Mark III demolition begins ahead of marijuana project

The Art of Destruction A &A Trucking and Excavating equipment tears out the the office portion of the old Mark III conversion van plant in Ocala, Florida on Tuesday July 20, 2021. After Mark III closed in 2001, it sat silent until 2006 when the property was broken up and sold. The original offices and other Mark III buildings sat derelict and became an eye sore along I-75. All the windows were broken out by vandals and the walls covered with graffiti. During the height of conversion van popularity in the 1980Õs and 90Õs the plant employed over 1600 people and coverted thousands of vans a week. [Alan Youngblood/Special to Ocala Style]

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Posted July 21, 2021 | By Joel Bronson, 

The Art of Destruction A &A Trucking and Excavating tears out the office portion of the old Mark III conversion van plant in Ocala on July 20. [Alan Youngblood/Special to Ocala Gazette]

Almost two years after it was first announced, work has started on the site of a planned marijuana cultivation and processing hub on part of a former van conversion plant in Northwest Ocala.

This week, demolition of some of the buildings of the former Mark III plant located along the 5400 block of Northwest 44th Avenue began in earnest.

Green Thumb Industries (GTI) will lease a 28-acre portion of the site, which is near the planned Interstate-75 interchange at Northwest 49th Street.

The initial plans, announced in Nov. 2019 called for the first phase of the project to be ready by the end of 2020. However, the COVID-19 pandemic put a hold on the project.

GTI, a Chicago-based company specializing in medical marijuana cultivation, plans an estimated $20 million in renovations.

It is estimated that GTI will supply medicinal marijuana products to approximately 35 dispensaries in the state.

Kevin Sheilley, president and CEO of the Ocala Metro Chamber and Economic Partnership, said construction of the first phase is set to begin as soon as demolition is completed.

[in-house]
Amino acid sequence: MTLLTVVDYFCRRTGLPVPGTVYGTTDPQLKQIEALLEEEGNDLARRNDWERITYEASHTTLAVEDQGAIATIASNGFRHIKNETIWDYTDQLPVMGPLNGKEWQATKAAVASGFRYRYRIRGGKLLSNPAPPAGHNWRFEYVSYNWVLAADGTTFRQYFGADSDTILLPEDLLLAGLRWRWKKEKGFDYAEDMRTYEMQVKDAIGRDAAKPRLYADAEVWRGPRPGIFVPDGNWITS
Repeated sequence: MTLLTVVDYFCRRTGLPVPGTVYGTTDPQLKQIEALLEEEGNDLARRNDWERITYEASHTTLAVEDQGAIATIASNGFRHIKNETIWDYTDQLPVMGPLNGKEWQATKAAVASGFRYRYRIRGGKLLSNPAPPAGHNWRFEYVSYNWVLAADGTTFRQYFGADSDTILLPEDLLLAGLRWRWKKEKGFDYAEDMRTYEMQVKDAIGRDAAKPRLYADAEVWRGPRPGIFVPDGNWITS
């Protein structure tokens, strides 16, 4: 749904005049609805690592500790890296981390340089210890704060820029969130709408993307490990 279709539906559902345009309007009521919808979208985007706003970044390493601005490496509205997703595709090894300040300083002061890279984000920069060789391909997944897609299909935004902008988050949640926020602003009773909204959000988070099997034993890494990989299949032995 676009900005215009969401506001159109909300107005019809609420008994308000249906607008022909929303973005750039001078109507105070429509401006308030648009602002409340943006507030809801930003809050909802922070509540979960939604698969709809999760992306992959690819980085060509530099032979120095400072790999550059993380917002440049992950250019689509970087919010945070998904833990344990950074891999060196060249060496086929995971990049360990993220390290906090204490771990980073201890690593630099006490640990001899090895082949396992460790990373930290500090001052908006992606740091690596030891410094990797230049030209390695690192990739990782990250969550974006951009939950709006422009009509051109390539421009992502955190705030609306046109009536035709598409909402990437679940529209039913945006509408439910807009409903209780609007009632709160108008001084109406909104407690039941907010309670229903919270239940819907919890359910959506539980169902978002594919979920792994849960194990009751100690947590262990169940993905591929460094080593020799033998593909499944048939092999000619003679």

“We hope to keep Green Thumb here for phase two of the demolition and rebuild,” Sheilley said. “Additional capital investments will be necessary.”

The project will create about 100 new jobs in the area, he said.

Recently another company, Green Ops Group, based in Columbus, Ohio, also started work on transforming an Ocala warehouse into a cultivation facility.

Green Ops has plans for a 60,000-square-foot grow facility in Ocala, as well as a storefront for distribution on Pine Avenue.

Ocala is home to several legal marijuana dispensaries including, Curaleaf, Trulieve, Surterra Wellness, Tierra Healthcare Concepts and Medical Marijuana Treatment Clinics of Florida. The first dispensary opened in 2018.

While marijuana is still illegal on the federal level, Florida voters approved medical marijuana through a constitutional amendment in 2016. It wasn’t until 2019 that the state permitted users to legally smoke the drug. A doctor’s prescription is required.

The law requires companies like GTI to sell only what they grow and process, a concept known as vertical integration.

GTI operates retail locations in 10 states. In Florida, they operate under the name Rise. Currently, they have seven locations in the state but can operate up to 35 locations under its current license.

While medical marijuana use in Florida is legal, recreational use remains illegal.

For more information about Green Thumb Industries, visit

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